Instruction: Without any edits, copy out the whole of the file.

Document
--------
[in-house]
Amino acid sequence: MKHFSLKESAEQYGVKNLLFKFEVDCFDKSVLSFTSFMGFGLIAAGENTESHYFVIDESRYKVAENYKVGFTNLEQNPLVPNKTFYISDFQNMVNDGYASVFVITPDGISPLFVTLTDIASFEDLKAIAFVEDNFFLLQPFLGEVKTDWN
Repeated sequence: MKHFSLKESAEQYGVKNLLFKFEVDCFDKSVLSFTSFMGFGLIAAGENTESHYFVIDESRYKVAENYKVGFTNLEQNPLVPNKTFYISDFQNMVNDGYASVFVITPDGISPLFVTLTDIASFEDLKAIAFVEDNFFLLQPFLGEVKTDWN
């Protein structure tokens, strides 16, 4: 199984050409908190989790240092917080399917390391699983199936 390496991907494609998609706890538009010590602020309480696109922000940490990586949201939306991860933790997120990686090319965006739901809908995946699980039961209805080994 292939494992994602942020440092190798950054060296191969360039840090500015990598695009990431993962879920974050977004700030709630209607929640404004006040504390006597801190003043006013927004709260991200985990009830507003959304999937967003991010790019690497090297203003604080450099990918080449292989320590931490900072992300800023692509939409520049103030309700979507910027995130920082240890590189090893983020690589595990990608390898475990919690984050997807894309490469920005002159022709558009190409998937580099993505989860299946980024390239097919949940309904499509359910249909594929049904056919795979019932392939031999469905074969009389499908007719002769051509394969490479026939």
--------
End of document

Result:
[in-house]
Amino acid sequence: MKHFSLKESAEQYGVKNLLFKFEVDCFDKSVLSFTSFMGFGLIAAGENTESHYFVIDESRYKVAENYKVGFTNLEQNPLVPNKTFYISDFQNMVNDGYASVFVITPDGISPLFVTLTDIASFEDLKAIAFVEDNFFLLQPFLGEVKTDWN
Repeated sequence: MKHFSLKESAEQYGVKNLLFKFEVDCFDKSVLSFTSFMGFGLIAAGENTESHYFVIDESRYKVAENYKVGFTNLEQNPLVPNKTFYISDFQNMVNDGYASVFVITPDGISPLFVTLTDIASFEDLKAIAFVEDNFFLLQPFLGEVKTDWN
């Protein structure tokens, strides 16, 4: 199984050409908190989790240092917080399917390391699983199936 390496991907494609998609706890538009010590602020309480696109922000940490990586949201939306991860933790997120990686090319965006739901809908995946699980039961209805080994 292939494992994602942020440092190798950054060296191969360039840090500015990598695009990431993962879920974050977004700030709630209607929640404004006040504390006597801190003043006013927004709260991200985990009830507003959304999937967003991010790019690497090297203003604080450099990918080449292989320590931490900072992300800023692509939409520049103030309700979507910027995130920082240890590189090893983020690589595990990608390898475990919690984050997807894309490469920005002159022709558009190409998937580099993505989860299946980024390239097919949940309904499509359910249909594929049904056919795979019932392939031999469905074969009389499908007719002769051509394969490479026939």